- America’s largest exchange suffered a massive security breach that affected over 6,000 customers of the platform.
- The breach was a result of hackers taking advantage of the company’s two-factor authentication procedure.
- Coinbase has faced criticisms from its users for its lackluster customer service and the SEC in recent weeks.
Coinbase has disclosed that its users were victims of a large-scale hack that affected over 6,000 accounts of the platform. The exchange heaps the blame on either phishing attacks or social engineering techniques to gain access to private user details.
Coinbase revealed details of its security breach in a letter that was posted on the website of California’s Attorney General and was also sent to affected users of the platform. Information gleaned from the letter reveals that the breach occurred between March and May 20, 2021, and resulted in the transfer of funds from user accounts to wallets that were unassociated with the exchange.
Coinbase stated that for the hackers to be able to access user accounts, they had to get a hold of sensitive data belonging to the users. The company posits that the cybercriminals were able to gain this information through phishing or social engineering techniques to make users unwittingly reveal these personal details. Coinbase goes on to absolve itself by stating that they “had not found any evidence that these third parties obtained this information from Coinbase itself.”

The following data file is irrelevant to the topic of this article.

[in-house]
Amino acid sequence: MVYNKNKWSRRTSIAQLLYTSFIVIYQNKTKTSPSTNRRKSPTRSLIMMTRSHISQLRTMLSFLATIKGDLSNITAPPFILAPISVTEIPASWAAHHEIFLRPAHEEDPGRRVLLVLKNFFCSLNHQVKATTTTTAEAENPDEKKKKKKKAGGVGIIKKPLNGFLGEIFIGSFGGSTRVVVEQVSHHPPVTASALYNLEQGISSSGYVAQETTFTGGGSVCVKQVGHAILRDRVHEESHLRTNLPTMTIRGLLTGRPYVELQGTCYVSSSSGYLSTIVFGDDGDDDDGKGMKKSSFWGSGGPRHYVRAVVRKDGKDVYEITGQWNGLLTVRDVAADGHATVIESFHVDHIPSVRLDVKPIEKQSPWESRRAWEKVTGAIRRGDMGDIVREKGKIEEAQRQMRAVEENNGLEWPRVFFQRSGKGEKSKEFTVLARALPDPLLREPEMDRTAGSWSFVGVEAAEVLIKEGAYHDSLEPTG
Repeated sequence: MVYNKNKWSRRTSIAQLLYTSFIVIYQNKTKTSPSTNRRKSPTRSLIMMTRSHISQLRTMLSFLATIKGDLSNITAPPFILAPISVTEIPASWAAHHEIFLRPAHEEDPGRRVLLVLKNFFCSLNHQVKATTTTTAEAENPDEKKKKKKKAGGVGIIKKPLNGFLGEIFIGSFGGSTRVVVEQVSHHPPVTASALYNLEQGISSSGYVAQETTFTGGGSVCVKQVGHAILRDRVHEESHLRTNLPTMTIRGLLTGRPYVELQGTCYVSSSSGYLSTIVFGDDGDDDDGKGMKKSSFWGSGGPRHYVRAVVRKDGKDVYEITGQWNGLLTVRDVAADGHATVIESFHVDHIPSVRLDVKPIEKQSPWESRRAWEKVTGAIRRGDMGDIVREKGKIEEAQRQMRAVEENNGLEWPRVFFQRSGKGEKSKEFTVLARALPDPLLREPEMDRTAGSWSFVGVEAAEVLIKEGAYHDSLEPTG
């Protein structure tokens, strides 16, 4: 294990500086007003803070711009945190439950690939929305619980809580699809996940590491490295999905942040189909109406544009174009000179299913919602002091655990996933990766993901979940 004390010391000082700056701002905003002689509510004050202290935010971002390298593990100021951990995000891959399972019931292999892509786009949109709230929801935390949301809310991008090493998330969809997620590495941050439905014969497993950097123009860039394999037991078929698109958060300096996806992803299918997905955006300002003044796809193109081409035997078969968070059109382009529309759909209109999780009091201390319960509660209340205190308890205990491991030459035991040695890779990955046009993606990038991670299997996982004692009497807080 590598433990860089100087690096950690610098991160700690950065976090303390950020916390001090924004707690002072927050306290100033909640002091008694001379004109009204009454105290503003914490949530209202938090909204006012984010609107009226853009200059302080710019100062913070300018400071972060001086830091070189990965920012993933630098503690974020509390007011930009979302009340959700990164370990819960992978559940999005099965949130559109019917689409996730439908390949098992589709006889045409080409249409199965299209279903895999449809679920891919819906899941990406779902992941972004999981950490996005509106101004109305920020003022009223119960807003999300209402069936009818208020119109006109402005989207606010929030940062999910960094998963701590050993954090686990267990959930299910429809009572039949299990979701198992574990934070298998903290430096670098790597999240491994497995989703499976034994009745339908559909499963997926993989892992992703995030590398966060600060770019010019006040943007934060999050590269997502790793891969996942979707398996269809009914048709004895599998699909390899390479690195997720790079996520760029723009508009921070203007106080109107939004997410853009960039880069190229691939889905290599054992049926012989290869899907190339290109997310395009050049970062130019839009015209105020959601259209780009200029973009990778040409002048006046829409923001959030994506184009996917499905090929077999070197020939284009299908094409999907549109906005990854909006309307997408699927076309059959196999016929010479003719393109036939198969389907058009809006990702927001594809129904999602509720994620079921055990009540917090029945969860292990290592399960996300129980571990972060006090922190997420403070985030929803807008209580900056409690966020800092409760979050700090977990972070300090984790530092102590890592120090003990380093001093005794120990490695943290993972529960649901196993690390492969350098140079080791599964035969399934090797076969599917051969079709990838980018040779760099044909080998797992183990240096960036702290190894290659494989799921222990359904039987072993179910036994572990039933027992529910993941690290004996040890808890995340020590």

Despite attempts at deflecting blame, the company noted that there was a flaw in its SMS Account Recovery process that allowed the hackers to receive SMS notifications that enabled them to gain access to the user account. Coinbase has received severe criticism from users for its shoddy customer service and has also come under heavy fire by the SEC for its proposed lending product.
Coinbase Attempts To Make It Right
Although Coinbase did not disclose the amount pilfered during the breach, it has stated that it will reimburse users for the losses that they suffered due to the incident. The firm announced that it had updated its SMS Account Recovery protocols to prevent the future occurrence of such an incident.
The exchange has taken the extra mile to set up a dedicated phone line for users that were directly affected and might have questions surrounding the incident. Credit monitoring will be made available to users if such a service is available in their jurisdiction.
Users have been advised to upgrade from SMS 2FA to the more secure time-based one-time password (TOTP) and also change their account passwords to a unique and strong one that is not used on any other site. At this moment, investigations are in full swing with law enforcement agents to bring the cybercriminals to book.
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